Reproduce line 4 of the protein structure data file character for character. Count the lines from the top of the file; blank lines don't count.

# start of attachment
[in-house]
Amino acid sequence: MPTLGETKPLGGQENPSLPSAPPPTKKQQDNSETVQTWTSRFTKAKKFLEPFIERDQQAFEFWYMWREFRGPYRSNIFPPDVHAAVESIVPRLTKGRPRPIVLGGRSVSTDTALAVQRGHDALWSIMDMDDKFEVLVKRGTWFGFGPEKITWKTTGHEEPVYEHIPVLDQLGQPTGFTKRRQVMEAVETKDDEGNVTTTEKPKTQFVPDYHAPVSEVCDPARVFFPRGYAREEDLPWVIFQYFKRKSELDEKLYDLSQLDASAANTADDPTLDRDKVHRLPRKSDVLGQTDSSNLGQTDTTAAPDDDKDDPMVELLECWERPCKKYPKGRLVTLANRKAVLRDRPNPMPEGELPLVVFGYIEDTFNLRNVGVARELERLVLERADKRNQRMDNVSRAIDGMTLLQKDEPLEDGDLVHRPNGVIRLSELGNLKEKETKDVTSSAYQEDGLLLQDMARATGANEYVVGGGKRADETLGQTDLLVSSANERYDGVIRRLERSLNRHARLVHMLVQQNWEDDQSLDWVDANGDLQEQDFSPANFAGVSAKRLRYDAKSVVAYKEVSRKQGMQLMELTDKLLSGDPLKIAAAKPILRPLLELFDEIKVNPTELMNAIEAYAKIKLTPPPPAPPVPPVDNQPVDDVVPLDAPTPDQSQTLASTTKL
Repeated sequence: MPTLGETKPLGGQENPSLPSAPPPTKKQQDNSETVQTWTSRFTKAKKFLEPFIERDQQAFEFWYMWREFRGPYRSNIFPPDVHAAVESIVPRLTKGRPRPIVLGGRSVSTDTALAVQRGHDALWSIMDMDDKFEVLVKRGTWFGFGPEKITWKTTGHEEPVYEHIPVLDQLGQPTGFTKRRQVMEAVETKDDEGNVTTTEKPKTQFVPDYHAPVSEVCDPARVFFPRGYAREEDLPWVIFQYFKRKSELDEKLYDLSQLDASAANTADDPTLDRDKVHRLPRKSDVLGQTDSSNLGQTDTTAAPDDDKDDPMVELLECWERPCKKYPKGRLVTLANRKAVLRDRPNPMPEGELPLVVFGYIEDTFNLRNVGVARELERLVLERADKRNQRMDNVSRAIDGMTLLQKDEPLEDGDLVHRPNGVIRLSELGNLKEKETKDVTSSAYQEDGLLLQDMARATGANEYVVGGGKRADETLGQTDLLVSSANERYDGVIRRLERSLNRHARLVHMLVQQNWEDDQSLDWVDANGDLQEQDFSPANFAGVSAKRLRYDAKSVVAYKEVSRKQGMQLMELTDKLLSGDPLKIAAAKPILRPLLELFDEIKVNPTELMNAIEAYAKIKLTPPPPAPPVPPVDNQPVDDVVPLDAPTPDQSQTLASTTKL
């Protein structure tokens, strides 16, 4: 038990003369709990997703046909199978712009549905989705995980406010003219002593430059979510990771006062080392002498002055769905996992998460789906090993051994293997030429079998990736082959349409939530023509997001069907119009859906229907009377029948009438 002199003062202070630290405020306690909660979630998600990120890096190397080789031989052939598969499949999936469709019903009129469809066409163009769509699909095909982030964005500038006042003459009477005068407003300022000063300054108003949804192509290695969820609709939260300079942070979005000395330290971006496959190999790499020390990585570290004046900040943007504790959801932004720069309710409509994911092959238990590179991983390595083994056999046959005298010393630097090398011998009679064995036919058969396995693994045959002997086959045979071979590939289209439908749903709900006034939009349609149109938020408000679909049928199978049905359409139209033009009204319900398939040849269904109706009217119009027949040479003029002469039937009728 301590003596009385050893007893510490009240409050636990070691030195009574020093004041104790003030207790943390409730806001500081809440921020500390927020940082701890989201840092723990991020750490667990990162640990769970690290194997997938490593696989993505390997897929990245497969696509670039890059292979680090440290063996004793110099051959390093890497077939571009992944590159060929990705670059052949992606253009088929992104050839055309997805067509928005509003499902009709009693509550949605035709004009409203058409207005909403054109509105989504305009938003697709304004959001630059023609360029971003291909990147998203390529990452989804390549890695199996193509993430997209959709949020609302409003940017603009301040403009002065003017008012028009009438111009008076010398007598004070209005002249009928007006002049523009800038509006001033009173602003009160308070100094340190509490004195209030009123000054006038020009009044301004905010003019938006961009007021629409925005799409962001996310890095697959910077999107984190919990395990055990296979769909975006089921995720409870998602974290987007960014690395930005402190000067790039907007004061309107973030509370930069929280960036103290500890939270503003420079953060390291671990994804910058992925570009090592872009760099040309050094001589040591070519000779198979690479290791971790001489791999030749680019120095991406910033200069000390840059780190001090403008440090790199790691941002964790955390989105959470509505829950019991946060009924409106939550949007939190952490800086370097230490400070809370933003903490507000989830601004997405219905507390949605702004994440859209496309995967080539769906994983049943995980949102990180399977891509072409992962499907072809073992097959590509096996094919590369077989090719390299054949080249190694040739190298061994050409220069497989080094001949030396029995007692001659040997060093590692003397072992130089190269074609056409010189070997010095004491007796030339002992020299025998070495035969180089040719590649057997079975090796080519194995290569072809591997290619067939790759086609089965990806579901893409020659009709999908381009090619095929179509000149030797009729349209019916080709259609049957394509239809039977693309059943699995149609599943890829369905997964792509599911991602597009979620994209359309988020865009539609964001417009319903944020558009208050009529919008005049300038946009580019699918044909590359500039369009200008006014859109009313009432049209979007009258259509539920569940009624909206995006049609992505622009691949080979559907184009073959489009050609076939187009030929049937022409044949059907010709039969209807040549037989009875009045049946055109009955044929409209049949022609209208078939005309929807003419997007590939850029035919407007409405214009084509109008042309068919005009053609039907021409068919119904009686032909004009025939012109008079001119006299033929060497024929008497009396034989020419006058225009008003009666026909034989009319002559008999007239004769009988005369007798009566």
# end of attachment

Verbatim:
């Protein structure tokens, strides 16, 4: 038990003369709990997703046909199978712009549905989705995980406010003219002593430059979510990771006062080392002498002055769905996992998460789906090993051994293997030429079998990736082959349409939530023509997001069907119009859906229907009377029948009438 002199003062202070630290405020306690909660979630998600990120890096190397080789031989052939598969499949999936469709019903009129469809066409163009769509699909095909982030964005500038006042003459009477005068407003300022000063300054108003949804192509290695969820609709939260300079942070979005000395330290971006496959190999790499020390990585570290004046900040943007504790959801932004720069309710409509994911092959238990590179991983390595083994056999046959005298010393630097090398011998009679064995036919058969396995693994045959002997086959045979071979590939289209439908749903709900006034939009349609149109938020408000679909049928199978049905359409139209033009009204319900398939040849269904109706009217119009027949040479003029002469039937009728 301590003596009385050893007893510490009240409050636990070691030195009574020093004041104790003030207790943390409730806001500081809440921020500390927020940082701890989201840092723990991020750490667990990162640990769970690290194997997938490593696989993505390997897929990245497969696509670039890059292979680090440290063996004793110099051959390093890497077939571009992944590159060929990705670059052949992606253009088929992104050839055309997805067509928005509003499902009709009693509550949605035709004009409203058409207005909403054109509105989504305009938003697709304004959001630059023609360029971003291909990147998203390529990452989804390549890695199996193509993430997209959709949020609302409003940017603009301040403009002065003017008012028009009438111009008076010398007598004070209005002249009928007006002049523009800038509006001033009173602003009160308070100094340190509490004195209030009123000054006038020009009044301004905010003019938006961009007021629409925005799409962001996310890095697959910077999107984190919990395990055990296979769909975006089921995720409870998602974290987007960014690395930005402190000067790039907007004061309107973030509370930069929280960036103290500890939270503003420079953060390291671990994804910058992925570009090592872009760099040309050094001589040591070519000779198979690479290791971790001489791999030749680019120095991406910033200069000390840059780190001090403008440090790199790691941002964790955390989105959470509505829950019991946060009924409106939550949007939190952490800086370097230490400070809370933003903490507000989830601004997405219905507390949605702004994440859209496309995967080539769906994983049943995980949102990180399977891509072409992962499907072809073992097959590509096996094919590369077989090719390299054949080249190694040739190298061994050409220069497989080094001949030396029995007692001659040997060093590692003397072992130089190269074609056409010189070997010095004491007796030339002992020299025998070495035969180089040719590649057997079975090796080519194995290569072809591997290619067939790759086609089965990806579901893409020659009709999908381009090619095929179509000149030797009729349209019916080709259609049957394509239809039977693309059943699995149609599943890829369905997964792509599911991602597009979620994209359309988020865009539609964001417009319903944020558009208050009529919008005049300038946009580019699918044909590359500039369009200008006014859109009313009432049209979007009258259509539920569940009624909206995006049609992505622009691949080979559907184009073959489009050609076939187009030929049937022409044949059907010709039969209807040549037989009875009045049946055109009955044929409209049949022609209208078939005309929807003419997007590939850029035919407007409405214009084509109008042309068919005009053609039907021409068919119904009686032909004009025939012109008079001119006299033929060497024929008497009396034989020419006058225009008003009666026909034989009319002559008999007239004769009988005369007798009566």